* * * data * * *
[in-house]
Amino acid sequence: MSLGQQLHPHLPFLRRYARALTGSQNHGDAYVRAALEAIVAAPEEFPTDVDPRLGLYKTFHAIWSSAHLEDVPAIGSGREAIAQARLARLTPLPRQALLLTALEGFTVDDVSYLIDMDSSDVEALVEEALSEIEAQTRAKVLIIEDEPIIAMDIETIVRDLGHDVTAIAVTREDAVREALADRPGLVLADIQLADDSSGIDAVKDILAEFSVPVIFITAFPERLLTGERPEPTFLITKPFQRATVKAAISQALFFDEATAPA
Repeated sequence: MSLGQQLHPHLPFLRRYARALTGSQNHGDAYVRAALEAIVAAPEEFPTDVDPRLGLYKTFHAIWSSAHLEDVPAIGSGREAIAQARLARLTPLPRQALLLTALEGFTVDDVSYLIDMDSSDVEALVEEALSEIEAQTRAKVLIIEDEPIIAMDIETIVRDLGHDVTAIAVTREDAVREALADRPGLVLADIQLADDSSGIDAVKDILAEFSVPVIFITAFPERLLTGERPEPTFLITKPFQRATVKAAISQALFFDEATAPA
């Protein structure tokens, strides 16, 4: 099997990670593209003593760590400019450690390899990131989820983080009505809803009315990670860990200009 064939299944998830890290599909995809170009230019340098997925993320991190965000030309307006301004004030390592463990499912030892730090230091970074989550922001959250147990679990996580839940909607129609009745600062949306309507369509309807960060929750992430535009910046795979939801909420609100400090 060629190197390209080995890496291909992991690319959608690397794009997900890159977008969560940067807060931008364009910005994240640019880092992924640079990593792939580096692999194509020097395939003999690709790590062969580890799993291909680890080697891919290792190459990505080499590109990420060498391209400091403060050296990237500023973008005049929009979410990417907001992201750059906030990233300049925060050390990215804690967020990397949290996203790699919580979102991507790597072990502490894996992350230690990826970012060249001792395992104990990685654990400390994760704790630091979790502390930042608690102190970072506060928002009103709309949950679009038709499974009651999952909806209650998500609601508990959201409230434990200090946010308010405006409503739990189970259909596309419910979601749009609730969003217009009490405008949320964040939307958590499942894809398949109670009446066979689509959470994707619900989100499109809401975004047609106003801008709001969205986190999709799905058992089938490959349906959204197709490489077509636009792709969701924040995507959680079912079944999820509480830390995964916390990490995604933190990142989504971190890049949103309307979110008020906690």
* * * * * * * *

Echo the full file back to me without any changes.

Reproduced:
[in-house]
Amino acid sequence: MSLGQQLHPHLPFLRRYARALTGSQNHGDAYVRAALEAIVAAPEEFPTDVDPRLGLYKTFHAIWSSAHLEDVPAIGSGREAIAQARLARLTPLPRQALLLTALEGFTVDDVSYLIDMDSSDVEALVEEALSEIEAQTRAKVLIIEDEPIIAMDIETIVRDLGHDVTAIAVTREDAVREALADRPGLVLADIQLADDSSGIDAVKDILAEFSVPVIFITAFPERLLTGERPEPTFLITKPFQRATVKAAISQALFFDEATAPA
Repeated sequence: MSLGQQLHPHLPFLRRYARALTGSQNHGDAYVRAALEAIVAAPEEFPTDVDPRLGLYKTFHAIWSSAHLEDVPAIGSGREAIAQARLARLTPLPRQALLLTALEGFTVDDVSYLIDMDSSDVEALVEEALSEIEAQTRAKVLIIEDEPIIAMDIETIVRDLGHDVTAIAVTREDAVREALADRPGLVLADIQLADDSSGIDAVKDILAEFSVPVIFITAFPERLLTGERPEPTFLITKPFQRATVKAAISQALFFDEATAPA
């Protein structure tokens, strides 16, 4: 099997990670593209003593760590400019450690390899990131989820983080009505809803009315990670860990200009 064939299944998830890290599909995809170009230019340098997925993320991190965000030309307006301004004030390592463990499912030892730090230091970074989550922001959250147990679990996580839940909607129609009745600062949306309507369509309807960060929750992430535009910046795979939801909420609100400090 060629190197390209080995890496291909992991690319959608690397794009997900890159977008969560940067807060931008364009910005994240640019880092992924640079990593792939580096692999194509020097395939003999690709790590062969580890799993291909680890080697891919290792190459990505080499590109990420060498391209400091403060050296990237500023973008005049929009979410990417907001992201750059906030990233300049925060050390990215804690967020990397949290996203790699919580979102991507790597072990502490894996992350230690990826970012060249001792395992104990990685654990400390994760704790630091979790502390930042608690102190970072506060928002009103709309949950679009038709499974009651999952909806209650998500609601508990959201409230434990200090946010308010405006409503739990189970259909596309419910979601749009609730969003217009009490405008949320964040939307958590499942894809398949109670009446066979689509959470994707619900989100499109809401975004047609106003801008709001969205986190999709799905058992089938490959349906959204197709490489077509636009792709969701924040995507959680079912079944999820509480830390995964916390990490995604933190990142989504971190890049949103309307979110008020906690």